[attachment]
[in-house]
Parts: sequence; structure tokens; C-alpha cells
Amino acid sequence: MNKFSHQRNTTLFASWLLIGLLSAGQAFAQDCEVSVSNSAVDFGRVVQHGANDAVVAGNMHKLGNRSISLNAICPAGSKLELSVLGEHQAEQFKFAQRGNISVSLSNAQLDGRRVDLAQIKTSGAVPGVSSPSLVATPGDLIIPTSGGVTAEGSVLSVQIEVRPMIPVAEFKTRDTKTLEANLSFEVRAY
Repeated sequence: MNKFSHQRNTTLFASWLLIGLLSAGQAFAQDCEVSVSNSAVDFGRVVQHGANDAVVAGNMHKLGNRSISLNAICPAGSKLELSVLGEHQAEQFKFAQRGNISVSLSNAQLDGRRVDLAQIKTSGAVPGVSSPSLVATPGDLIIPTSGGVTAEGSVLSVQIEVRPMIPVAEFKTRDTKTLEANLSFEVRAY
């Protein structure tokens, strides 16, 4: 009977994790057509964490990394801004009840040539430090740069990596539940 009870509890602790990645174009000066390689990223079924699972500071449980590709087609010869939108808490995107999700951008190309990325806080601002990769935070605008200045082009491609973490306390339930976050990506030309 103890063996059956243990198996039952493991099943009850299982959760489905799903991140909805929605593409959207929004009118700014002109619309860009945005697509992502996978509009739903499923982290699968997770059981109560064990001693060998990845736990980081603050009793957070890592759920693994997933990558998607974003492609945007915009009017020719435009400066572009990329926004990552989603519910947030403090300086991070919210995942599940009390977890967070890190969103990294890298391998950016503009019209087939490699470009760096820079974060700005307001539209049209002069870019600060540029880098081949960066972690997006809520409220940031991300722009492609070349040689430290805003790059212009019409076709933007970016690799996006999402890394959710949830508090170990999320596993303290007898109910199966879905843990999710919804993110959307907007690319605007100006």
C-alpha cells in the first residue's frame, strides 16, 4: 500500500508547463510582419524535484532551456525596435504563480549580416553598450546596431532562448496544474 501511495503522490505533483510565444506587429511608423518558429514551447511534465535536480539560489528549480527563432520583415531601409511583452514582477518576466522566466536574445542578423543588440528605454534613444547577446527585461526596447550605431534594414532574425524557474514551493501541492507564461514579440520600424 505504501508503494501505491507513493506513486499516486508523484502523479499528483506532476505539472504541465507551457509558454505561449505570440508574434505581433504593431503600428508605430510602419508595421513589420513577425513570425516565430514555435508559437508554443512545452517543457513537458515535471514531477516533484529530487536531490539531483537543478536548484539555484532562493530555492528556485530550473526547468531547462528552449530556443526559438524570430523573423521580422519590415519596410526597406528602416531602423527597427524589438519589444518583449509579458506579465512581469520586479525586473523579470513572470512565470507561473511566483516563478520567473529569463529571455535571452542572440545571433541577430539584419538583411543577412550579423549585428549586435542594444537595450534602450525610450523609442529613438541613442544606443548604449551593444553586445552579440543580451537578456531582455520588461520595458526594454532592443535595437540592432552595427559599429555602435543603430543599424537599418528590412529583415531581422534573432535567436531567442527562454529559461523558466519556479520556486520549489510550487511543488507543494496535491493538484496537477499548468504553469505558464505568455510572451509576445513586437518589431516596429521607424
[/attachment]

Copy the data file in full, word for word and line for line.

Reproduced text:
[in-house]
Parts: sequence; structure tokens; C-alpha cells
Amino acid sequence: MNKFSHQRNTTLFASWLLIGLLSAGQAFAQDCEVSVSNSAVDFGRVVQHGANDAVVAGNMHKLGNRSISLNAICPAGSKLELSVLGEHQAEQFKFAQRGNISVSLSNAQLDGRRVDLAQIKTSGAVPGVSSPSLVATPGDLIIPTSGGVTAEGSVLSVQIEVRPMIPVAEFKTRDTKTLEANLSFEVRAY
Repeated sequence: MNKFSHQRNTTLFASWLLIGLLSAGQAFAQDCEVSVSNSAVDFGRVVQHGANDAVVAGNMHKLGNRSISLNAICPAGSKLELSVLGEHQAEQFKFAQRGNISVSLSNAQLDGRRVDLAQIKTSGAVPGVSSPSLVATPGDLIIPTSGGVTAEGSVLSVQIEVRPMIPVAEFKTRDTKTLEANLSFEVRAY
């Protein structure tokens, strides 16, 4: 009977994790057509964490990394801004009840040539430090740069990596539940 009870509890602790990645174009000066390689990223079924699972500071449980590709087609010869939108808490995107999700951008190309990325806080601002990769935070605008200045082009491609973490306390339930976050990506030309 103890063996059956243990198996039952493991099943009850299982959760489905799903991140909805929605593409959207929004009118700014002109619309860009945005697509992502996978509009739903499923982290699968997770059981109560064990001693060998990845736990980081603050009793957070890592759920693994997933990558998607974003492609945007915009009017020719435009400066572009990329926004990552989603519910947030403090300086991070919210995942599940009390977890967070890190969103990294890298391998950016503009019209087939490699470009760096820079974060700005307001539209049209002069870019600060540029880098081949960066972690997006809520409220940031991300722009492609070349040689430290805003790059212009019409076709933007970016690799996006999402890394959710949830508090170990999320596993303290007898109910199966879905843990999710919804993110959307907007690319605007100006």
C-alpha cells in the first residue's frame, strides 16, 4: 500500500508547463510582419524535484532551456525596435504563480549580416553598450546596431532562448496544474 501511495503522490505533483510565444506587429511608423518558429514551447511534465535536480539560489528549480527563432520583415531601409511583452514582477518576466522566466536574445542578423543588440528605454534613444547577446527585461526596447550605431534594414532574425524557474514551493501541492507564461514579440520600424 505504501508503494501505491507513493506513486499516486508523484502523479499528483506532476505539472504541465507551457509558454505561449505570440508574434505581433504593431503600428508605430510602419508595421513589420513577425513570425516565430514555435508559437508554443512545452517543457513537458515535471514531477516533484529530487536531490539531483537543478536548484539555484532562493530555492528556485530550473526547468531547462528552449530556443526559438524570430523573423521580422519590415519596410526597406528602416531602423527597427524589438519589444518583449509579458506579465512581469520586479525586473523579470513572470512565470507561473511566483516563478520567473529569463529571455535571452542572440545571433541577430539584419538583411543577412550579423549585428549586435542594444537595450534602450525610450523609442529613438541613442544606443548604449551593444553586445552579440543580451537578456531582455520588461520595458526594454532592443535595437540592432552595427559599429555602435543603430543599424537599418528590412529583415531581422534573432535567436531567442527562454529559461523558466519556479520556486520549489510550487511543488507543494496535491493538484496537477499548468504553469505558464505568455510572451509576445513586437518589431516596429521607424